She might be a woman just hurting for her country. But the image of a tearful Minister of Trade Paula Gopee-Scoon pleading for loyalty to country in this time of recession, personifies the psychology of helplessness that poses additional risk to the economy.
While reduced revenue could send an economy into recession, intensified fear kills confidence and petrifies a country’s capacity for risk-taking. Just when we need to imagine our way to solutions, we hesitate and seek comfort in retreat.
In the 44 days since the Central Bank called the recession, the government’s message has been singularly focused on cost-cutting and belt-tightening. So emphatic is this message that we might even believe that less spending alone will lead us back on the road of recovery.
Apart from cutting and belt-tightening there has been only sketchy discussion about the rest of the economy beyond oil and gas, how these sectors make the economy move and might be encouraged into becoming active agents of a recovery.
Not all spending is equal. A seven per cent budgetary cut across the state sector could have a differential impact on economic performance depending on what the money foregone was to be spent on.
What purchases are being cancelled? Utilities, products or services? Was the product or service imported or domestic? Was the supplier a big company with many employees or a small or family business? What geographical spend will be affected? And so on…
While the budget deficit is a critical economic indicator, the figures for income and expenditure contain a whole number of variables that require a discriminating approach to cost-cutting if we are to avoid pushing the economy deeper into recession.
The Carnival economy is a prime example of a sector that required a different response in this period of downturn. With its broad community of economic interests, many of which earn rather than consume foreign exchange, the government should have been unequivocal in supporting Carnival as an economic stimulant.
The government may be seriously short on cash, but the country has an expanded class of millionaires and profitable private corporations that should be encouraged to come out and spend, especially on local products. Prize money could even be linked to local content.
In appearing at fetes, the Prime Minister should be emphatic in stating that he is not there on downtime but to support the Carnival as a foreign exchange earner and as the livelihood of thousands, from corn soup vendors to big band businesses.
Simply reducing the subventions to Carnival risks crimping both the Carnival experience as well as its economic potential.
A more discriminating approach, based on a more acute understanding of how Carnival works and where it wastes, could achieve much more with far less by a more strategic redistribution of funding.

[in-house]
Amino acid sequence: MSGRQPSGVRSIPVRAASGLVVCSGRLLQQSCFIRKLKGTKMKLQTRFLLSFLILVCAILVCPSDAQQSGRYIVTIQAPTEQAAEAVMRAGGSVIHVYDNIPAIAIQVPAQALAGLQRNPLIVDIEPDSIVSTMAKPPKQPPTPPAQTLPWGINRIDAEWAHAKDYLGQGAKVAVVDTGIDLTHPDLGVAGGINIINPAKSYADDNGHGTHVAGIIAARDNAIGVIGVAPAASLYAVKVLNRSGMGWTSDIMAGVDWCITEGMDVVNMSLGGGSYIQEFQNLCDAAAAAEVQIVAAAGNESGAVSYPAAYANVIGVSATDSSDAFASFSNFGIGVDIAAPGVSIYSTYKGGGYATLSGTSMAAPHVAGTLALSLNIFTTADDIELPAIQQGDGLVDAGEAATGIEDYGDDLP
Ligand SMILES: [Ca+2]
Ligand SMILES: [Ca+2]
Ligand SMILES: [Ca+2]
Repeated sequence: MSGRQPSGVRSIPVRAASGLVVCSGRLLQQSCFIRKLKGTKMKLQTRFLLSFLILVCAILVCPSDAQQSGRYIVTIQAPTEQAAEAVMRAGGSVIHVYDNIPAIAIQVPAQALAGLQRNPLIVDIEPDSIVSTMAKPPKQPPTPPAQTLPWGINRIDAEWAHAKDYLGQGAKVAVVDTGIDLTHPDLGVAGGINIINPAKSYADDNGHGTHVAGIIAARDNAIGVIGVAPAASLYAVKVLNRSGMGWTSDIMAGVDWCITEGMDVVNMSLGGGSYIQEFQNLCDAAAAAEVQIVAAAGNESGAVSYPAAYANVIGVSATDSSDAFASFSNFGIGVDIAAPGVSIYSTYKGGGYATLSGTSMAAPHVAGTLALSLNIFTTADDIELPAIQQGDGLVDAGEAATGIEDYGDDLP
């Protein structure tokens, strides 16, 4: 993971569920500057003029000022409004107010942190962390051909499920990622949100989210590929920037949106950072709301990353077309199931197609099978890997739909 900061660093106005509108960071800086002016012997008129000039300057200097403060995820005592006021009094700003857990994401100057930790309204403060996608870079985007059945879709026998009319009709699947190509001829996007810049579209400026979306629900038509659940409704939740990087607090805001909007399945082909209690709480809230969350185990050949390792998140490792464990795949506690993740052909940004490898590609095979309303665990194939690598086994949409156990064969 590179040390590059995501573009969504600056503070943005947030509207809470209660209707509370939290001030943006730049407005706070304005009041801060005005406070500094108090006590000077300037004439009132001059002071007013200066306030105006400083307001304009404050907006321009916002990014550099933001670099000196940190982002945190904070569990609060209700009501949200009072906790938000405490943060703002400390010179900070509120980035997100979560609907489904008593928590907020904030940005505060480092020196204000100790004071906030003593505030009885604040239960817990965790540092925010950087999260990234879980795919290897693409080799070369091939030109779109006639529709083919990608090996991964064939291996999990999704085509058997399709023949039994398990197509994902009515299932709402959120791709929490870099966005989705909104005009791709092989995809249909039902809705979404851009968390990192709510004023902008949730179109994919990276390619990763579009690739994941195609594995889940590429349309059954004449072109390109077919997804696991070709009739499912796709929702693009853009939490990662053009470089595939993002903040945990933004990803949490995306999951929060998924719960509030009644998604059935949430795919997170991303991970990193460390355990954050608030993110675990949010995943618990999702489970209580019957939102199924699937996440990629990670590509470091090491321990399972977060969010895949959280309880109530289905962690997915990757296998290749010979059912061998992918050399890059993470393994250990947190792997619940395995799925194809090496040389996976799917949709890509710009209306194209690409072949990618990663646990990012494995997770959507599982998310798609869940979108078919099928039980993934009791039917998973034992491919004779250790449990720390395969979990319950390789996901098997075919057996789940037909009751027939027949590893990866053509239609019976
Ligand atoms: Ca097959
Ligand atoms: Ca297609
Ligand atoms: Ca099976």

But no government needs any more advice on this. There are enough studies and reports done on the sector.
With just three weeks left in the season, it will be interesting to quantify the impact of economic belt-tightening on the Carnival economy.
Ultimately, the biggest challenge in confronting the recession will be the culture of the PNM and how it defines the culture of yet another of its administrations. The party’s stated commitment to decentralisation and local government reform indicates an effort to break with its past of highly centralised power.
But culture is never easy to change.
In the absence of clear policy, strategy and structures to ground change, entities return to what they know best. Already, there is a leaden-ness to this administration which is in sharp contrast to the arbitrariness of the previous government.
Somewhere in the middle—between these extremes—lies the agility and accountability that good governance requires.
It also takes moral authority, trust sometimes being the only reason that someone will take your hand when even logic fails. In this regard, the government is doing itself no favours by going on the defensive over the matter involving Housing Minister Marlene McDonald.
With the Opposition having filed a complaint against her with the Integrity Commission, the Prime Minister and his Attorney General should simply leave the matter up to the Commission’s investigation. All of us would benefit from allowing the IC to define undue influence under the Act.
Given that the matter involves Ms McDonald’s actions in another government, AG Faris Al-Rawi should advise his colleague to get herself an attorney and stick to his responsibility as the attorney to the Government of T&T.
It was simply outrageous for him to have brought the full authority of his office to her defence in this matter.
The allegation of undue influence against Ms McDonald, which also raises questions about former cabinet member, Emily Dick-Forde, is one that needs to be fully investigated and determined in the public interest.
We have been paying a very high price for failing to allow our institutions to work and to set the standards of behaviour by those in public life. Here is an opportunity to be embraced.
After his tough talk on the platform, and given his need for public trust in this time of recession, the PM should know what he has to do about Ms McDonald’s pending investigation.